In Luca Pignatelli’s works stratification and layerings take place at both temporal and spatial level. The same happens when we watch a film or look out of the window of a moving train, seeing at once the changing landscape and our own reflection in the glass. In the same way, the associations that the artist suggests in his works are then recomposed differently in our mind generating new associations and frames of reference.
The carpet and the tapestry are indeed objets trouvés, everyday objects; partially worn by the passage of time and altered by the artist’s intervention, they have been chosen for their aesthetic characteristics and for the possibilities they can offer. These are operations aimed at balancing weights and measures and abstract and figurative elements, almost as if the artist were seeking an ancient bond in the relationship between the planes and the depths of the blue.
Another aspect which the works on show underscore relates to the perception of the image, more precisely the interaction between the observer and the surrounding environment. As we know, the perception of what the observer has before his eyes is partially influenced by his origins or geographical “belonging”, regulated on the basis of his knowledge and influenced by his individual experience and by the collective experience (such as major historic events).
There are various important events in the history of the twentieth century on which scientists from different disciplinary backgrounds, intellectuals and artists have necessarily had to reflect: the photos found in the extermination camps; the first photo of the Earth taken from space; the
spread of images in the Internet era. These events have contributed to generate an evolution in thought, not devoid of traumas, and in the method of study of acquired knowledge. All this goes back to the question of the status of the image in relation to the truthfulness, pertinence, alteration or adherence to the real datum (the image is not reality).
Definition of the archive function and the question of the truthfulness of the image are issues that have been addressed by many scholars. And, as Luigi Ghirri wrote in 1969, the first image of the Earth from space was not merely an image of the world, but included all the images of the world (photographs, books, frescoes, texts etc.). The appropriation of an image launched on the web through diverse channels of circulation is throwing up new aspects, with repercussions yet to be investigated. The moment an image is published, someone – or rather an undefinable number of persons – is appropriating it, observing and manipulating it. From one context to another the image is being regenerated in a multiplicity of semantic and visual references.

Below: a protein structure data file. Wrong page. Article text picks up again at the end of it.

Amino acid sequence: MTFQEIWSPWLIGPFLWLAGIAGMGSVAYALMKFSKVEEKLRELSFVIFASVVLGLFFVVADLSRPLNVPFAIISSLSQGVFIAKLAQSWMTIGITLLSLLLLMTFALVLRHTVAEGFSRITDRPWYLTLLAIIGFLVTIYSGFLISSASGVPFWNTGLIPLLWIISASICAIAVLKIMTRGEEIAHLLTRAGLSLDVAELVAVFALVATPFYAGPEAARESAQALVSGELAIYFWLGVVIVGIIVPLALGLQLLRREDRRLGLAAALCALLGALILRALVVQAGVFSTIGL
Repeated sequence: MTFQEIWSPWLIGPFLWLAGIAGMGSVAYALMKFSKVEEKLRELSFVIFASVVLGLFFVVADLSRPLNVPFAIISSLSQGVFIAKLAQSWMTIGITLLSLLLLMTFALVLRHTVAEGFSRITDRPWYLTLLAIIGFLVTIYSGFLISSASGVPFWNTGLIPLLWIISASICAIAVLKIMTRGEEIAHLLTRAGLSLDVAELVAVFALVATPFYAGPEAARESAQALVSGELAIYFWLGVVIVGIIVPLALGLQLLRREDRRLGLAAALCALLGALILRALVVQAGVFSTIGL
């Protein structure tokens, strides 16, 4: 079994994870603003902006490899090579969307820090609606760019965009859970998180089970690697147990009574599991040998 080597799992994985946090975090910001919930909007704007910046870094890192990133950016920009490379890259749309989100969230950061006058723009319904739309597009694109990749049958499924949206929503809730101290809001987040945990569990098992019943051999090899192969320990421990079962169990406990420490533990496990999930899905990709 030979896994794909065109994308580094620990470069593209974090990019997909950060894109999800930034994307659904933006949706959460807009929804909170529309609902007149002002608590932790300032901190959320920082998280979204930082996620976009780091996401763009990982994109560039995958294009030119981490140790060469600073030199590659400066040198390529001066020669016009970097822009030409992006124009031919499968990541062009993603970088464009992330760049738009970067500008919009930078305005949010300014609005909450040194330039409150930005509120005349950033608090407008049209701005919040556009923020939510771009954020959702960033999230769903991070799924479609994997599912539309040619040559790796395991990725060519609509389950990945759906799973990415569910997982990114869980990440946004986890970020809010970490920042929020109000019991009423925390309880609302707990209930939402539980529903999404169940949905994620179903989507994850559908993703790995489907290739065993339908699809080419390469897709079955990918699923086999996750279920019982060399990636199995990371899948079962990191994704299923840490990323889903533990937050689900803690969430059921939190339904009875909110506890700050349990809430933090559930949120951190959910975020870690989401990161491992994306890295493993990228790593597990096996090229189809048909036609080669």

Apropos these three benchmark moments, concentrated in a few decades, we can then take a further step backwards to when, between the end of the 19th century and during the 20th, the parameters for defining the concept of identity – which has much in common with that of image – crossed the borders of Europe to become extra-European. An element of interference, understood as difference, shattered acquired certainties and ruptured the notion of similarity, conciliation and unity: the problem of non-identity emerged. The conquest of the idea of the other as similar was overtaken by the realisation of a difference that could be overcome only through approaches different from those hitherto adopted, entailing the possibility of a reversal of perspective and hence of comprehension.
The deconstruction of the concept of identity (from various angles) and that of the image (for example the Cubism of the 20th century, the early symptoms of which can be sought in the experimentation of the late 19th century) opened the window onto new possible convergences, new ways of experiencing reality even when the differential gap between two people, two images or two cultures cannot be bridged.
This procedure can also be adopted to analyse the two works by Luca Pignatelli presented in the exhibition: we should not be deceived by the reassuring effect of the recognisable images of classical statuary. To give just one emblematic example, the landscapes of the Impressionist paintings concealed crucial research into light and colour that was to lead to the greatest evolutions in the artistic language of the 20th century. Now, like then, it is the duty of the artist, the public and the critics to go beyond “the threshold of the atmosphere”, to shift the centre of gravity of artistic exploration and attain a new level of knowledge. Or rather, of comprehension. Observing Persepoli and Lotta, it appears that we can trace and recompose remote acquired knowledge which still needs to be analysed, moving through differences and analogies to explore a present which is increasingly complex. This complexity is the result of the space-time difference interposed between observer and image, and of the paroxysmal simultaneity currently characterising information and knowledge.